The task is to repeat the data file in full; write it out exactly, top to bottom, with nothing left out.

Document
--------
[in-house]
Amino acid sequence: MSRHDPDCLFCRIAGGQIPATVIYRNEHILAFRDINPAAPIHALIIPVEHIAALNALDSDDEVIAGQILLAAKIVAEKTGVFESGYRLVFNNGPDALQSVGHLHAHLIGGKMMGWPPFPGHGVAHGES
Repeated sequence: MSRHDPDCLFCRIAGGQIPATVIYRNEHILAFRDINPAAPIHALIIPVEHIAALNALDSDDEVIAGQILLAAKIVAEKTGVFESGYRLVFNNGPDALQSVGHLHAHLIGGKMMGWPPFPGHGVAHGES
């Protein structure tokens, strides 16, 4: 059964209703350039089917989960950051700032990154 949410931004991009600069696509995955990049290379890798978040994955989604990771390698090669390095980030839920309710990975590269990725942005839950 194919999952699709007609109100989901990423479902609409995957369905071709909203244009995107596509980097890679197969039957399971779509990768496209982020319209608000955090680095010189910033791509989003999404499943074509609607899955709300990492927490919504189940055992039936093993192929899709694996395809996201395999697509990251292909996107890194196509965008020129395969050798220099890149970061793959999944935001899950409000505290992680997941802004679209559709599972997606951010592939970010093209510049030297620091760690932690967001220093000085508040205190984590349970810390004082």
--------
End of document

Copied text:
[in-house]
Amino acid sequence: MSRHDPDCLFCRIAGGQIPATVIYRNEHILAFRDINPAAPIHALIIPVEHIAALNALDSDDEVIAGQILLAAKIVAEKTGVFESGYRLVFNNGPDALQSVGHLHAHLIGGKMMGWPPFPGHGVAHGES
Repeated sequence: MSRHDPDCLFCRIAGGQIPATVIYRNEHILAFRDINPAAPIHALIIPVEHIAALNALDSDDEVIAGQILLAAKIVAEKTGVFESGYRLVFNNGPDALQSVGHLHAHLIGGKMMGWPPFPGHGVAHGES
């Protein structure tokens, strides 16, 4: 059964209703350039089917989960950051700032990154 949410931004991009600069696509995955990049290379890798978040994955989604990771390698090669390095980030839920309710990975590269990725942005839950 194919999952699709007609109100989901990423479902609409995957369905071709909203244009995107596509980097890679197969039957399971779509990768496209982020319209608000955090680095010189910033791509989003999404499943074509609607899955709300990492927490919504189940055992039936093993192929899709694996395809996201395999697509990251292909996107890194196509965008020129395969050798220099890149970061793959999944935001899950409000505290992680997941802004679209559709599972997606951010592939970010093209510049030297620091760690932690967001220093000085508040205190984590349970810390004082």